Launching back in 2015, Amazon Underground was an ambitious attempt to by Amazon to do just that. It offered its Amazon Prime subscribers a large library of truly free apps. Amazon would cover the cost of lost sales for each developer based on the level of engagement each app would receive. Amazon even went so far as to cover some of the in-app purchases for certain apps. This had several positive effects.
- Apps typically passed over due to premium price, like Learn Spanish Pro – Phrasebook, Office Suite Pro 8, and Monument Valley, were easily accessed by entire swath of new users.
- Covering in-app purchases meant freemium apps instantly became truly free, and enabled users to not be hindered by nickle and diming.
- Because the Amazon appstore was more selective with its apps, it avoided a glut of questionable apps that plague so many appstores.
- Developers would be paid by Amazon consistently because of the regular use of users, removing substantial risk from developing and releasing an app.
Amazon Underground was a marvelous idea, which is why it’s a shame it shut down a few months back. In many ways, Underground was the solution to one of the mobile market’s biggest problems, and no one has risen to fill the void left behind. Underground itself was an answer to an earlier attempt by Amazon to offer weekly free apps on its appstore, but expanded that concept to fall in line much like its approach to Prime Video and Prime Music – both of which, are thriving. Whatsmore, there’s precedent for such a service working with apps, as similar programs have worked marvelously in the games industry.
Xbox Live Gold and PlayStation Plus are subscription services not unlike a hybrid of Amazon Underground and Amazon’s free app of the week program. Each serves up a monthly rotation of games to its respective games console, with each set of games being of remarkable quality. Also, there are typically promising indies plucked from the flock so they can be spotlighted by these subscription services. The same goal – of highlighting the best and offering a far cheaper alternative for trying new things – is accomplished marvelously. Rocket League went from an obscure independent game to becoming one of the largest hits of 2015. That wouldn’t have happened if it wasn’t a featured title in PlayStation Plus. Rocket League’s predecessor had next to no engagement around it, despite being basically the same concept. That spotlight role in PlayStation Plus helped it find an audience far larger than they would have otherwise. We know that this approach can work, and that it adds value to a user’s experience with whatever platform they are using.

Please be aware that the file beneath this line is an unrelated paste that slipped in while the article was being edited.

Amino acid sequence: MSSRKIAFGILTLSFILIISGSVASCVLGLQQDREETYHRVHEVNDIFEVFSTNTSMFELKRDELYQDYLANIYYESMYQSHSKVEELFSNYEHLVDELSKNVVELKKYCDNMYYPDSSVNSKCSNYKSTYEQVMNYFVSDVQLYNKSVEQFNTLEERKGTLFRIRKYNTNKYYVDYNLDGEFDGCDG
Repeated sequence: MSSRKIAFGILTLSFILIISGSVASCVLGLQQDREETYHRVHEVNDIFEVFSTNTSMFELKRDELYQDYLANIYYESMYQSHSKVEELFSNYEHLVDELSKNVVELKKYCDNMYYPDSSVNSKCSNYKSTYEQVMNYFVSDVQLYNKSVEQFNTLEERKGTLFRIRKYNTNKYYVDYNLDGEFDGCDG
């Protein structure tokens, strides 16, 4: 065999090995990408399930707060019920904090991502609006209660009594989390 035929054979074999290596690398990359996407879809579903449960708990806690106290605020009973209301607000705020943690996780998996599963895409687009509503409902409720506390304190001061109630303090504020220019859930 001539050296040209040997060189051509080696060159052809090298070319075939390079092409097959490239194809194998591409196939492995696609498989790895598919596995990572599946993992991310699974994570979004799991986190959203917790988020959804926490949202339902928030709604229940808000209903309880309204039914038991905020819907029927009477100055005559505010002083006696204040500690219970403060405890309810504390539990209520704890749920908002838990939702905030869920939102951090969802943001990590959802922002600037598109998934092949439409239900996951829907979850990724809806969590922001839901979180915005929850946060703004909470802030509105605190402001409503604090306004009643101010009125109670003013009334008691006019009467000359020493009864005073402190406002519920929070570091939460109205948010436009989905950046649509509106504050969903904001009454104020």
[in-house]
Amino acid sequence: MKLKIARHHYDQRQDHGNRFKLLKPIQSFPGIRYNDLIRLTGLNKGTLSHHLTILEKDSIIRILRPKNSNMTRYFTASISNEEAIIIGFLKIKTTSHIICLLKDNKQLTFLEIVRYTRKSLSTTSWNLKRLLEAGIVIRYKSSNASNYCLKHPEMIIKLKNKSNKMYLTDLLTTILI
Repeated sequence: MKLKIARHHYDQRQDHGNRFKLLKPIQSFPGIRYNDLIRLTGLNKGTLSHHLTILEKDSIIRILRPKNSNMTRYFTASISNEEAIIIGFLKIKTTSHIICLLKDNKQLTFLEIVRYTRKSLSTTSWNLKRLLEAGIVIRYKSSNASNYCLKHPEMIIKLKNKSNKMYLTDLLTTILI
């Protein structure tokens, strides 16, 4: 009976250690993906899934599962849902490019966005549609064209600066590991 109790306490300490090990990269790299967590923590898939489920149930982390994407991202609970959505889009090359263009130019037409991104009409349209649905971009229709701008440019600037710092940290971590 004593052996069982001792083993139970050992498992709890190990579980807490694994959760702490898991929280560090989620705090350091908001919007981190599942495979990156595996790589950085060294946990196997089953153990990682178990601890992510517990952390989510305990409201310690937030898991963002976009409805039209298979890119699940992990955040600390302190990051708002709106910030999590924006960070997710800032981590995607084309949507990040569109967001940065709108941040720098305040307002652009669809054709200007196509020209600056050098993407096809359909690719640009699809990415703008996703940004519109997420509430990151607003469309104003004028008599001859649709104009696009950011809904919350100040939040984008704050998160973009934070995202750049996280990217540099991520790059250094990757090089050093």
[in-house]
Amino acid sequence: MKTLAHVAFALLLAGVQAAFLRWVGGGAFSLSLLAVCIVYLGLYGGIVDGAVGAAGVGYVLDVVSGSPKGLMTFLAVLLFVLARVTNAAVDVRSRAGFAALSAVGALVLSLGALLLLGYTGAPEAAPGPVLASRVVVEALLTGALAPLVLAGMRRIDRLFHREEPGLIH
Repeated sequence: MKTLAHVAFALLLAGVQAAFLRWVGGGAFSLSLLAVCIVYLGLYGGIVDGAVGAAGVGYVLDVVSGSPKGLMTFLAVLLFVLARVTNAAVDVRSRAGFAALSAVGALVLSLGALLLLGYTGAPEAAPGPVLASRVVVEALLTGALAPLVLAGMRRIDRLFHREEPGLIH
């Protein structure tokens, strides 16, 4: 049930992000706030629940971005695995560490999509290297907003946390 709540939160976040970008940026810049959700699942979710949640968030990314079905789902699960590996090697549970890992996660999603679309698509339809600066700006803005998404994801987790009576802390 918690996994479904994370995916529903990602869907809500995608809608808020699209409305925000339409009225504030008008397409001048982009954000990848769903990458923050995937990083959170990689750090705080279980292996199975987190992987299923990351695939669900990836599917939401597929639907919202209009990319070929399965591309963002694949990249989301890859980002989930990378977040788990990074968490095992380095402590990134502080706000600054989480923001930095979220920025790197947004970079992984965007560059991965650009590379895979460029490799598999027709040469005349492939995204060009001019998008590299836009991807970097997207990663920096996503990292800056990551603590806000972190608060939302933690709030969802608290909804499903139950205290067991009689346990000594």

Amazon Underground was a marvelous idea, which is why it's a shame it shut down a few months back
We need a successor to Amazon Underground. Unlike a gaming, video, or music platform – an appstore offers you far more than just entertainment. Quality of life apps that can help you manage your day and get your life in order might not be as exciting, but people are far more inclined to try them if there’s no blow back to not liking the app after installing. While one could argue that better refund services would help lessen this issue, one need only look at the difficult nature of digital return policies with such services as Steam to realize that online refunds are going to need a lot more work. Whatsmore, a return policy will end up costing the creator of the app moreso than it even will the user who refunds it. By contrast, if you installed an app through Amazon Underground, then the developer gets credited because you installed it. Even if you never use it beyond the first installation, it’s a net positive for them. That’s a far better outcome for everyone.
We need a successor to Amazon Underground
We don’t know where the next Amazon Underground is coming from. Amazon may try again. Alternatively Apple or Google could take the lead with their own platforms. Microsoft might even be wise to include such a service whenever their next phone launches, seeing as they’ve seen similar success with their Xbox platform. It’s illogical not to have some service like this. It allows for a healthier market, encourages users try more apps, adds value to the platform the service is based on, and costs the end users and developers far less than other avenues. We have the proof it can work, now we just need someone to step up to the plate.